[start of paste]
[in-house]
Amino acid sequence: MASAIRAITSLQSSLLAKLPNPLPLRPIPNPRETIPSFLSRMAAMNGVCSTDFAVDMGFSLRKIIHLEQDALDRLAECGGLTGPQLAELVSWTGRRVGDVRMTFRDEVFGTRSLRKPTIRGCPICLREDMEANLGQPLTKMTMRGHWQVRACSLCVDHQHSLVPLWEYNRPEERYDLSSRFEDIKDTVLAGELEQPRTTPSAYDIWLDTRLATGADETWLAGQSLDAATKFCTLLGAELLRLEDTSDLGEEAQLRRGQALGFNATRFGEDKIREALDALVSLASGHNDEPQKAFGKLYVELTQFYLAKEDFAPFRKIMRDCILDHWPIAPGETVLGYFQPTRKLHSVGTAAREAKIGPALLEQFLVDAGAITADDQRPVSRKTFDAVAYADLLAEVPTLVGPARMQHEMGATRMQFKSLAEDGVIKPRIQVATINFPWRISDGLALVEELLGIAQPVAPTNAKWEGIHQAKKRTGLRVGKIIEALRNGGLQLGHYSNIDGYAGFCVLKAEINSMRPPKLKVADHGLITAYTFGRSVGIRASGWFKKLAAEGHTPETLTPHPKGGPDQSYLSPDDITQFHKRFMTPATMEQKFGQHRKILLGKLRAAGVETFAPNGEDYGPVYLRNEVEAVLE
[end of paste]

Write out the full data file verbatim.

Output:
[in-house]
Amino acid sequence: MASAIRAITSLQSSLLAKLPNPLPLRPIPNPRETIPSFLSRMAAMNGVCSTDFAVDMGFSLRKIIHLEQDALDRLAECGGLTGPQLAELVSWTGRRVGDVRMTFRDEVFGTRSLRKPTIRGCPICLREDMEANLGQPLTKMTMRGHWQVRACSLCVDHQHSLVPLWEYNRPEERYDLSSRFEDIKDTVLAGELEQPRTTPSAYDIWLDTRLATGADETWLAGQSLDAATKFCTLLGAELLRLEDTSDLGEEAQLRRGQALGFNATRFGEDKIREALDALVSLASGHNDEPQKAFGKLYVELTQFYLAKEDFAPFRKIMRDCILDHWPIAPGETVLGYFQPTRKLHSVGTAAREAKIGPALLEQFLVDAGAITADDQRPVSRKTFDAVAYADLLAEVPTLVGPARMQHEMGATRMQFKSLAEDGVIKPRIQVATINFPWRISDGLALVEELLGIAQPVAPTNAKWEGIHQAKKRTGLRVGKIIEALRNGGLQLGHYSNIDGYAGFCVLKAEINSMRPPKLKVADHGLITAYTFGRSVGIRASGWFKKLAAEGHTPETLTPHPKGGPDQSYLSPDDITQFHKRFMTPATMEQKFGQHRKILLGKLRAAGVETFAPNGEDYGPVYLRNEVEAVLE